(Resource News International) — Slow crop development across much of Alberta could result in many grain and oilseed fields going to forage instead of being harvested, according to a provincial crop specialist.
Most of Alberta benefited from at least an inch of rain over the past week, said Harry Brook, a crops specialist with Alberta Agriculture and Rural Development’s Ag-Info Centre at Stettler.
However, temperatures have been cool and the crops are developing slowly, he added, noting that overnight temperatures have been in the single digits in many cases.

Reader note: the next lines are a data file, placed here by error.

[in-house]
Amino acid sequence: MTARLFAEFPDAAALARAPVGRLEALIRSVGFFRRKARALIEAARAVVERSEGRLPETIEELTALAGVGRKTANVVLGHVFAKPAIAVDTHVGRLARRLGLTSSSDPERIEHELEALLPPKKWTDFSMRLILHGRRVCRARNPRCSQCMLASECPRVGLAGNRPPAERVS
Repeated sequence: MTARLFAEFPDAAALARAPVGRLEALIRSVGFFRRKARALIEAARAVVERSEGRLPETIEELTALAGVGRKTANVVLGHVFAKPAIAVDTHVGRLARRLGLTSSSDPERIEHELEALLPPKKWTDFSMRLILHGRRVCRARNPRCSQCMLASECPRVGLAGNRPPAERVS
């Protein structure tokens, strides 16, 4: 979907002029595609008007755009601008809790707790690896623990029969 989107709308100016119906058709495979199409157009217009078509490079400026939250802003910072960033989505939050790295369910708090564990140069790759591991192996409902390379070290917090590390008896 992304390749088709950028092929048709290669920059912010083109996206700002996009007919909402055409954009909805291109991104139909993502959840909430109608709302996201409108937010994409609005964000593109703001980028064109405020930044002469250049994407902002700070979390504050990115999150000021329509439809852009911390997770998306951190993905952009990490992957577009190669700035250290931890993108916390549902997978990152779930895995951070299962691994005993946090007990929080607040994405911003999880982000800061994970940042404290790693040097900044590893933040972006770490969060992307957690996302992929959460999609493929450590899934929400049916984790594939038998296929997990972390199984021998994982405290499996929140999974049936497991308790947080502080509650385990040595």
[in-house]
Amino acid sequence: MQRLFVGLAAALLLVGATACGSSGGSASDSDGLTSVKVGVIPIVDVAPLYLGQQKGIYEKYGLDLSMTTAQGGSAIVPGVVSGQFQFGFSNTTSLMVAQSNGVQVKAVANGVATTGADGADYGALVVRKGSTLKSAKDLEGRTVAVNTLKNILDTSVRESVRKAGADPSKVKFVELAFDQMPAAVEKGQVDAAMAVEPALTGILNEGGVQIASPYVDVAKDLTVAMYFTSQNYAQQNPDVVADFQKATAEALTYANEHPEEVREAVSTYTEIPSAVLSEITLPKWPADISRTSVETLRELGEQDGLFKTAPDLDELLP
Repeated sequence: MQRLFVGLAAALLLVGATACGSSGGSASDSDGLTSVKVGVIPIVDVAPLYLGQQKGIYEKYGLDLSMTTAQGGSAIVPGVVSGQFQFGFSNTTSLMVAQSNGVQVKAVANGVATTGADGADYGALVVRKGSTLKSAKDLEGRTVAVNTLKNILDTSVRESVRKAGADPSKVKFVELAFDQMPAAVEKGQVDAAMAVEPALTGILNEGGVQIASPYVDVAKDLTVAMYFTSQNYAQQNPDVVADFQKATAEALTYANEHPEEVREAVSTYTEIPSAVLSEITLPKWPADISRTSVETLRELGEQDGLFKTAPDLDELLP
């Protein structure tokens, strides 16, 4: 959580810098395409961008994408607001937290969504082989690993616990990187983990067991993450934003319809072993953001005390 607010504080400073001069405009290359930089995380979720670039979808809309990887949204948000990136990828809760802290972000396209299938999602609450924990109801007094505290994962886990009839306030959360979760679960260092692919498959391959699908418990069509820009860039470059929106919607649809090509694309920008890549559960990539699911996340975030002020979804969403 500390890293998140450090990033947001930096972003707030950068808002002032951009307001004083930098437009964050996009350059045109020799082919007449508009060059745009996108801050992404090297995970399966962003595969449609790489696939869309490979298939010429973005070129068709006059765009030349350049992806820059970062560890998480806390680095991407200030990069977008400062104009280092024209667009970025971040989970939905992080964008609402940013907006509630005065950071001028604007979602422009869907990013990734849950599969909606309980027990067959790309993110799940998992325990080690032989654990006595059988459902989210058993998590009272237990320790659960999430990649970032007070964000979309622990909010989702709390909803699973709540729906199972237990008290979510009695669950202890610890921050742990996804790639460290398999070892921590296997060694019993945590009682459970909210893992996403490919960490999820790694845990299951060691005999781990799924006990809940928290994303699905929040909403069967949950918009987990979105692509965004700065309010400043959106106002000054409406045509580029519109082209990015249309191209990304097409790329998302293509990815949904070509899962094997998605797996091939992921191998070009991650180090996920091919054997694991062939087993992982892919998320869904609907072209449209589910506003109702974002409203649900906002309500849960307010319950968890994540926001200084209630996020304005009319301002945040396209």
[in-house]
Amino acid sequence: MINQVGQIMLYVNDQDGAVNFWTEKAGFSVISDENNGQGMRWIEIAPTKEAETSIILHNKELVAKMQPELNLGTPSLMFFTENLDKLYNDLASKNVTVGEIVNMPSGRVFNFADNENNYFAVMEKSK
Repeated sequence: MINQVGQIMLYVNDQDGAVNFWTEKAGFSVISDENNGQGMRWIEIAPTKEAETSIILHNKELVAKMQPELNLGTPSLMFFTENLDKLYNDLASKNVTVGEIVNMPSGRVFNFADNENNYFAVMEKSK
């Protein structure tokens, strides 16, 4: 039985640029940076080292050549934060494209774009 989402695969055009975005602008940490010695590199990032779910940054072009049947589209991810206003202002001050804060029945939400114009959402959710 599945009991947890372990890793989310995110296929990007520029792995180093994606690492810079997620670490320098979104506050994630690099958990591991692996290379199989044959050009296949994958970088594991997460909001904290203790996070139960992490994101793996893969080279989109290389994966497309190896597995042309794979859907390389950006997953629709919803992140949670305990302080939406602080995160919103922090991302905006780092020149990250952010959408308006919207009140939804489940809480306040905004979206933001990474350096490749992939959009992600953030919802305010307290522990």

While the rains were beneficial, they also led to a lot of second growth in fields where dryness had hampered germination, said Brook.
The newly emerging plants will be too late to reach maturity, while the first growth is thin in many cases, he said, noting that the inconsistent fields will make harvesting difficult.
The question now is whether it will be worthwhile to let the fields mature and attempt to get a crop, or let them go to greenfeed, or use them for grazing cattle, he said.
There are occasional crops that are looking okay, especially in the south, “but it’s the exception rather then the rule,” Brook said.
“I don’t think we’ll see a whole lot of harvesting going on with a combine this year,” he said.
However, he added, livestock producers may be able to find some benefit from the increased feed supplies.